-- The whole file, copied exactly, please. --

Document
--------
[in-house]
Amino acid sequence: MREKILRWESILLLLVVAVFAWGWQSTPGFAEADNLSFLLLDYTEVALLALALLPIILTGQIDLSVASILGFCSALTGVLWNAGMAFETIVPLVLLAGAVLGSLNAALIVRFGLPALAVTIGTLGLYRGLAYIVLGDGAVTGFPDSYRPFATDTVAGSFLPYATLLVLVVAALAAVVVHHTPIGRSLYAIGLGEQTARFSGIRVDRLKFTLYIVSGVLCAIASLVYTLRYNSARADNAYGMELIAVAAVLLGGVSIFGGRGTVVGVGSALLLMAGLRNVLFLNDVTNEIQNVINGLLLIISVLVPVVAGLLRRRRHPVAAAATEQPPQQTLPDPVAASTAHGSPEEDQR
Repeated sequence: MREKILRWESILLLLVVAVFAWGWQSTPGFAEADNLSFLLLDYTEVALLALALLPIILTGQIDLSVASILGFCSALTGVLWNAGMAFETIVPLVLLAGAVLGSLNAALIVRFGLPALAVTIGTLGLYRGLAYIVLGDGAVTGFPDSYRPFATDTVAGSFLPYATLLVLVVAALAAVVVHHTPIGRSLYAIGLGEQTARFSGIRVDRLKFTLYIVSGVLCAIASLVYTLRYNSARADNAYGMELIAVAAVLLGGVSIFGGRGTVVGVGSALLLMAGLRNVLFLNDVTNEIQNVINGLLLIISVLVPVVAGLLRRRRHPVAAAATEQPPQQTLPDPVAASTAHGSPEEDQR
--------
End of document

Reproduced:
[in-house]
Amino acid sequence: MREKILRWESILLLLVVAVFAWGWQSTPGFAEADNLSFLLLDYTEVALLALALLPIILTGQIDLSVASILGFCSALTGVLWNAGMAFETIVPLVLLAGAVLGSLNAALIVRFGLPALAVTIGTLGLYRGLAYIVLGDGAVTGFPDSYRPFATDTVAGSFLPYATLLVLVVAALAAVVVHHTPIGRSLYAIGLGEQTARFSGIRVDRLKFTLYIVSGVLCAIASLVYTLRYNSARADNAYGMELIAVAAVLLGGVSIFGGRGTVVGVGSALLLMAGLRNVLFLNDVTNEIQNVINGLLLIISVLVPVVAGLLRRRRHPVAAAATEQPPQQTLPDPVAASTAHGSPEEDQR
Repeated sequence: MREKILRWESILLLLVVAVFAWGWQSTPGFAEADNLSFLLLDYTEVALLALALLPIILTGQIDLSVASILGFCSALTGVLWNAGMAFETIVPLVLLAGAVLGSLNAALIVRFGLPALAVTIGTLGLYRGLAYIVLGDGAVTGFPDSYRPFATDTVAGSFLPYATLLVLVVAALAAVVVHHTPIGRSLYAIGLGEQTARFSGIRVDRLKFTLYIVSGVLCAIASLVYTLRYNSARADNAYGMELIAVAAVLLGGVSIFGGRGTVVGVGSALLLMAGLRNVLFLNDVTNEIQNVINGLLLIISVLVPVVAGLLRRRRHPVAAAATEQPPQQTLPDPVAASTAHGSPEEDQR